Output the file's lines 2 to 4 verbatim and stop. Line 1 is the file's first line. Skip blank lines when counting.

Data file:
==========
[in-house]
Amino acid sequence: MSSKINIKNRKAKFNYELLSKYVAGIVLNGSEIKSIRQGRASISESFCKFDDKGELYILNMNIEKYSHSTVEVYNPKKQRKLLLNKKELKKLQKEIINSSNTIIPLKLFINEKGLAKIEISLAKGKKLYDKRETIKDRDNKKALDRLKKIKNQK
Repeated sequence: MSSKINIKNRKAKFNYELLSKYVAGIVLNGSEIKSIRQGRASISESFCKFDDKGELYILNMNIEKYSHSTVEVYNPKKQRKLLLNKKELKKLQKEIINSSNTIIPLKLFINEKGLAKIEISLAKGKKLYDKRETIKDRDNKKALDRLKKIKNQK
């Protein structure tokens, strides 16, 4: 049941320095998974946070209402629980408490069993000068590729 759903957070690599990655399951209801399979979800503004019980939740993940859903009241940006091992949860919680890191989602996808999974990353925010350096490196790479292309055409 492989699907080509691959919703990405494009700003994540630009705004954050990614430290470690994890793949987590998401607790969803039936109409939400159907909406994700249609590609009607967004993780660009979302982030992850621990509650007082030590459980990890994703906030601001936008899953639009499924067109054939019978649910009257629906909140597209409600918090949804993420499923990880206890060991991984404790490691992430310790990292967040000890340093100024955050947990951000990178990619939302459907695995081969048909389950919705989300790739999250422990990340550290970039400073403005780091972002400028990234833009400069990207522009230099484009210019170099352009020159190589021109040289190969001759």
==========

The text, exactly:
Amino acid sequence: MSSKINIKNRKAKFNYELLSKYVAGIVLNGSEIKSIRQGRASISESFCKFDDKGELYILNMNIEKYSHSTVEVYNPKKQRKLLLNKKELKKLQKEIINSSNTIIPLKLFINEKGLAKIEISLAKGKKLYDKRETIKDRDNKKALDRLKKIKNQK
Repeated sequence: MSSKINIKNRKAKFNYELLSKYVAGIVLNGSEIKSIRQGRASISESFCKFDDKGELYILNMNIEKYSHSTVEVYNPKKQRKLLLNKKELKKLQKEIINSSNTIIPLKLFINEKGLAKIEISLAKGKKLYDKRETIKDRDNKKALDRLKKIKNQK
């Protein structure tokens, strides 16, 4: 049941320095998974946070209402629980408490069993000068590729 759903957070690599990655399951209801399979979800503004019980939740993940859903009241940006091992949860919680890191989602996808999974990353925010350096490196790479292309055409 492989699907080509691959919703990405494009700003994540630009705004954050990614430290470690994890793949987590998401607790969803039936109409939400159907909406994700249609590609009607967004993780660009979302982030992850621990509650007082030590459980990890994703906030601001936008899953639009499924067109054939019978649910009257629906909140597209409600918090949804993420499923990880206890060991991984404790490691992430310790990292967040000890340093100024955050947990951000990178990619939302459907695995081969048909389950919705989300790739999250422990990340550290970039400073403005780091972002400028990234833009400069990207522009230099484009210019170099352009020159190589021109040289190969001759």